I have a list genus, containing the list of genus group names for some fishes I work on derived from a column of imported data:

genus = tempData2[[All,2]] (* here explicitly specifying just the 4 of them for brevity*)

returning the list

{Synanciea, Pterois, Helicolenus, Sebastes}

If I examine the head using


it returns List as expected

If I examine the contents of the list using

Table[Head[genus[[i]], {i, 1, Length[genus]}] (*fudging here that only 4 are used*)

it returns, as expected

{String, String, String, String}

I wish to simply take the individual strings and append a " " to each string as follow

genusname = Map[ReplaceAll[#&, #-> #<>" "],genus]

This works as intended returning appending the blank character onto each original string in the list:

{Synancia , Pterois , Helicolenus , Sebastes }

or {"Synancia ","Pterois ", "Helicolenus ", "Sebastes "} (when //InputForm is used in postfix notation)

However, it also generates the Error ... "StringJoin: String expected at position 1 in #1"

If I try to explicitly convert the slot to String as follows

Map[ReplaceAll[# &, ToString[#]-> ToString[#]<>" "], genus]

it returns no error, but it doesn't append the blank character at the end of each string in the list.

Obviously, I can suppress/ignore the error since the first effort works, but I am not sure why it occurs.
Can anyone explain why the first effort at Map returns the error but works, whereas the second effort of Map does not return an error but does not work (leaves each element of the list unchanged)?


3 Answers 3


First, I think you have a typo in your question. This:

genusname = Map[ReplaceAll, # &, # -> # <> " "], genus]

is not valid Wolfram Language syntax, you probably meant to write:

genusname = Map[ReplaceAll[# &, # -> # <> " "], genus]

If you do this in a notebook interface you will see that some of the slots (#) are purple, indicating that they are not bound to a Function.

You can sort of fix that by placing the Function shorthand operator (&) at the end:

genusname = Map[ReplaceAll[#, # -> # <> " "] &, genus]

which makes all the #'s green (green is good!) and gives you the answer you want.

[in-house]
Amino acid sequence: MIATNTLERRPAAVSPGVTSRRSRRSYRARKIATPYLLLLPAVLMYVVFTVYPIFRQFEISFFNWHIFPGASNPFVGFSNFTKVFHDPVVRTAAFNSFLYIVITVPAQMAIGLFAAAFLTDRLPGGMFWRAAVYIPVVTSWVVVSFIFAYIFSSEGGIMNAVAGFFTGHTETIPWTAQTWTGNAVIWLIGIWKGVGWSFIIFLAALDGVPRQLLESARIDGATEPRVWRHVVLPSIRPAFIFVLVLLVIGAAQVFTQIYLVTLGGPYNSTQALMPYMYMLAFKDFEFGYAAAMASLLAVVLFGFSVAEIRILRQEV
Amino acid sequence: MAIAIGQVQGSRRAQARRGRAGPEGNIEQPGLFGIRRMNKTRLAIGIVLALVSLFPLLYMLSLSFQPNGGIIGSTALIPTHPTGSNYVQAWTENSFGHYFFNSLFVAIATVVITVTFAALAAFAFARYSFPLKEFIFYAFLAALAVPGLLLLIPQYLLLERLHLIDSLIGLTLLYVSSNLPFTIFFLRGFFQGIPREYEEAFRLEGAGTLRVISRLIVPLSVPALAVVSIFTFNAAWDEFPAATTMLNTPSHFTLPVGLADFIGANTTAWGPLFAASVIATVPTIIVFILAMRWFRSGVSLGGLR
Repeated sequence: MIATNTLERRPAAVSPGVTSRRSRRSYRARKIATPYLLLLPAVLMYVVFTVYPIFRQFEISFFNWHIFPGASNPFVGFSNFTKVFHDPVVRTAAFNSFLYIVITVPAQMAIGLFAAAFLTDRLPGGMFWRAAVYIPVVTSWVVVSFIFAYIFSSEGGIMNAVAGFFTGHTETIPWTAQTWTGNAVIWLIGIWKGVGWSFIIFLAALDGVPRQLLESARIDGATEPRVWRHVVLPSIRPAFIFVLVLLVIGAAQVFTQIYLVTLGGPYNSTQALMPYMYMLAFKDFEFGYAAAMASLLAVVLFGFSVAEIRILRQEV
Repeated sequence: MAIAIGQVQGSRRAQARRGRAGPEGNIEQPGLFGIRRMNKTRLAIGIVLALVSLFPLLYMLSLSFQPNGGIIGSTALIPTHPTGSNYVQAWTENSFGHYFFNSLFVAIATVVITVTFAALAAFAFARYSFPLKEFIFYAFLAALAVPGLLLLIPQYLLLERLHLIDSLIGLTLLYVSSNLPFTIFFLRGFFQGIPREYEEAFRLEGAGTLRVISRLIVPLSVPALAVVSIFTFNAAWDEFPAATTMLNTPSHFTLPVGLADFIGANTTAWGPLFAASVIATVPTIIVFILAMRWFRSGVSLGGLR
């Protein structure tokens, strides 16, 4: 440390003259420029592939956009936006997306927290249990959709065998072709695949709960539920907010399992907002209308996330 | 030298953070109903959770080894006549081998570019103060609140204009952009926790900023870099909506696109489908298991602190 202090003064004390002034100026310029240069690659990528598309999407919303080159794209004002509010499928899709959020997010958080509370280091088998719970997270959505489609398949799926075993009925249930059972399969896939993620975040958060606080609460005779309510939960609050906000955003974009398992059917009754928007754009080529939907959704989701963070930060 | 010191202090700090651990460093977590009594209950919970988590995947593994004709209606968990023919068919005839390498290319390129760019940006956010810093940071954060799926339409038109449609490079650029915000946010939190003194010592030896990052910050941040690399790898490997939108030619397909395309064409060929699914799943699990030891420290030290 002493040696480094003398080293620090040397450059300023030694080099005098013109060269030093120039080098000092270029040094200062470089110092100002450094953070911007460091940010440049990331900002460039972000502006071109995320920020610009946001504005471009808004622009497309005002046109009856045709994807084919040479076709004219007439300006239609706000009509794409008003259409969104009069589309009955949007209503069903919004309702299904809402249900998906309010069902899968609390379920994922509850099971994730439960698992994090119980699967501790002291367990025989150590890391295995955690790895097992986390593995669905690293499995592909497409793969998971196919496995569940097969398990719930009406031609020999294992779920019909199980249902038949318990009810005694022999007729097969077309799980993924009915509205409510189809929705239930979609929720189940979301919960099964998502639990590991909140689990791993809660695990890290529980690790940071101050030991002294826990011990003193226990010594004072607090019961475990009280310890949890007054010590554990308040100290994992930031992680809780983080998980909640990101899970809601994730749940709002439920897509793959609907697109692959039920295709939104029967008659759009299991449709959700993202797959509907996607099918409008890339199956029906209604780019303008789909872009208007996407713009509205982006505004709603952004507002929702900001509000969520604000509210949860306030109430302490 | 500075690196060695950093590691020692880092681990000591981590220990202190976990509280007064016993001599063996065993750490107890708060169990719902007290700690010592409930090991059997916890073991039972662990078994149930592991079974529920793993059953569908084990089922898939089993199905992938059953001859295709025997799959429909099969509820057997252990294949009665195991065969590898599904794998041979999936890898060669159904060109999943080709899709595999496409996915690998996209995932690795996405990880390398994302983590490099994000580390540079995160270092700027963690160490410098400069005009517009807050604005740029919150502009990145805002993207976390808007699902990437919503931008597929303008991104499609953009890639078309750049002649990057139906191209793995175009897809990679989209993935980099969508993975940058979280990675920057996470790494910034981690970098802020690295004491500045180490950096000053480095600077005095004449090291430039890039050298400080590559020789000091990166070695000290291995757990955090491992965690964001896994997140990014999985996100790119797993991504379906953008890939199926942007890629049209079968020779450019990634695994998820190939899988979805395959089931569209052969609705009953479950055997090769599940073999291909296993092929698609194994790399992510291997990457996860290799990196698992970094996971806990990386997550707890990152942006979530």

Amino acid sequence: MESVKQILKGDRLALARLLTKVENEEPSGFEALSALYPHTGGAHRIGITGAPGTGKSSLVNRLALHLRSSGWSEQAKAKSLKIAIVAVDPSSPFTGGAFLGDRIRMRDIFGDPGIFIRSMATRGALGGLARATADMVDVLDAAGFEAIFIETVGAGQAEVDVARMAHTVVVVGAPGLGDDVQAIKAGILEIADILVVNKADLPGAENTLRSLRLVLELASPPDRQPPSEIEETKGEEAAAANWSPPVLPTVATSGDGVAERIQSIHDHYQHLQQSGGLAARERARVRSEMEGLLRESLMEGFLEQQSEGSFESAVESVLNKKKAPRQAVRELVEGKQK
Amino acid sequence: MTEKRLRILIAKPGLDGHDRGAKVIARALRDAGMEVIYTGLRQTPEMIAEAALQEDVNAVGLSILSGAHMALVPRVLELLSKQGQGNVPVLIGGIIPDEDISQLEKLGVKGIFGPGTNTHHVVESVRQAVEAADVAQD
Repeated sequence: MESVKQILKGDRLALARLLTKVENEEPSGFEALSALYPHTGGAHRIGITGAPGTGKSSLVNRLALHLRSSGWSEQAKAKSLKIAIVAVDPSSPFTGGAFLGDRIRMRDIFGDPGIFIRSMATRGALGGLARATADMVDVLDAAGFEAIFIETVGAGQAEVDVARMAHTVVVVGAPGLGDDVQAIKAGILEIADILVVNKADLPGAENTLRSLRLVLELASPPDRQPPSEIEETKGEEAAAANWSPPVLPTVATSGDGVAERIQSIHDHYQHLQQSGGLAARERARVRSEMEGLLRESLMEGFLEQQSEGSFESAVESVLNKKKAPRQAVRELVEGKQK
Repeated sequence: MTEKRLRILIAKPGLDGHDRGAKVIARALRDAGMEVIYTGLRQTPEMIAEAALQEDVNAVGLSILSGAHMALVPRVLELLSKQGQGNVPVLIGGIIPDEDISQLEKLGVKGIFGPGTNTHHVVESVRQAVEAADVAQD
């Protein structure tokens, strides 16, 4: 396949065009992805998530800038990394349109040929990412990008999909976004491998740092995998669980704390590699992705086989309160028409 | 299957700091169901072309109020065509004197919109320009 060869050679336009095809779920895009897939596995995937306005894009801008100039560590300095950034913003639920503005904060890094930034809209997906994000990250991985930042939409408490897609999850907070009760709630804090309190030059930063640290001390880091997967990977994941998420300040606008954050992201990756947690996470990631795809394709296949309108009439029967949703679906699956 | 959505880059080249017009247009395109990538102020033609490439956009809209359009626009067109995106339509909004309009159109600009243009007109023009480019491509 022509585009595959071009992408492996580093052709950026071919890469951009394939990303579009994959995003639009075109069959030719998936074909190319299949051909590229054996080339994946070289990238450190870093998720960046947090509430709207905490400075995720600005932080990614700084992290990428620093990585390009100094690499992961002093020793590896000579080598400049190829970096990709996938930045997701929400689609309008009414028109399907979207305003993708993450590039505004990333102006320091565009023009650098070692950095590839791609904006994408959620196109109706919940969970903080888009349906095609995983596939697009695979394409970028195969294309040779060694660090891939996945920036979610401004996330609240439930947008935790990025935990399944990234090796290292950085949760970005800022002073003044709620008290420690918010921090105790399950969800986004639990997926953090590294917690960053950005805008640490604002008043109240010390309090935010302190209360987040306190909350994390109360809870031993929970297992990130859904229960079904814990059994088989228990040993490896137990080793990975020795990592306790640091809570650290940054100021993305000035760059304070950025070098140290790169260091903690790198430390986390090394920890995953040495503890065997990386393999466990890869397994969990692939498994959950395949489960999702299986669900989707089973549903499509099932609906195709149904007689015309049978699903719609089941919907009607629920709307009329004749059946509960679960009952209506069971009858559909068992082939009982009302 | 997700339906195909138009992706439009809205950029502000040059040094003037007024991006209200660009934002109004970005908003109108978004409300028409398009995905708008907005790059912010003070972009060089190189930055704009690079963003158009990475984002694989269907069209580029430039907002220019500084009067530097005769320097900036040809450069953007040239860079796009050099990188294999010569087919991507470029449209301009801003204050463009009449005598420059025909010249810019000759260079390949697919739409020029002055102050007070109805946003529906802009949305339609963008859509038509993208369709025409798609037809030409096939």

But a simpler way it to use this:

Map[# <> " " &, genus]

which takes each string in turn and uses StringJoin (<>) to add a space character.

  • 1
    $\begingroup$ Green is always good. Eventually, I'll figure out anonymous functions. Thanks. $\endgroup$ Apr 17, 2020 at 22:08
  • 1
    $\begingroup$ Typos corrected in original post. $\endgroup$ Apr 17, 2020 at 22:20
  • $\begingroup$ You can always write anonymous functions with, for example Function[#^2]. That way you don't have to worry about where to put the & and if it needs parenthetical grouping. And the code becomes slightly more readable since it isn't a big ASCII soup of characters. $\endgroup$ Apr 17, 2020 at 23:44

I wish to simply take the individual strings and append a " " to each string

One possibility is to use StringInsert

  list = {"Synanciea", "Pterois", "Helicolenus", "Sebastes"};
  StringInsert[#, " ", -1] & /@ list


  {"Synanciea ", "Pterois ", "Helicolenus ", "Sebastes "}
ReplaceAll[genus, s_String :> s <> " "] (* or *)

ReplaceAll[s_String :> s <> " "] @ genus
 {"Synanciea ", "Pterois ", "Helicolenus ", "Sebastes "}


StringReplace[EndOfString -> " "] @ genus
{"Synanciea ", "Pterois ", "Helicolenus ", "Sebastes "}
StringReplace[genus, s__ :> s <> " "] 
{"Synanciea ", "Pterois ", "Helicolenus ", "Sebastes "}
StringPadRight[#, 1 + StringLength@#] & /@ genus
{"Synanciea ", "Pterois ", "Helicolenus ", "Sebastes "}

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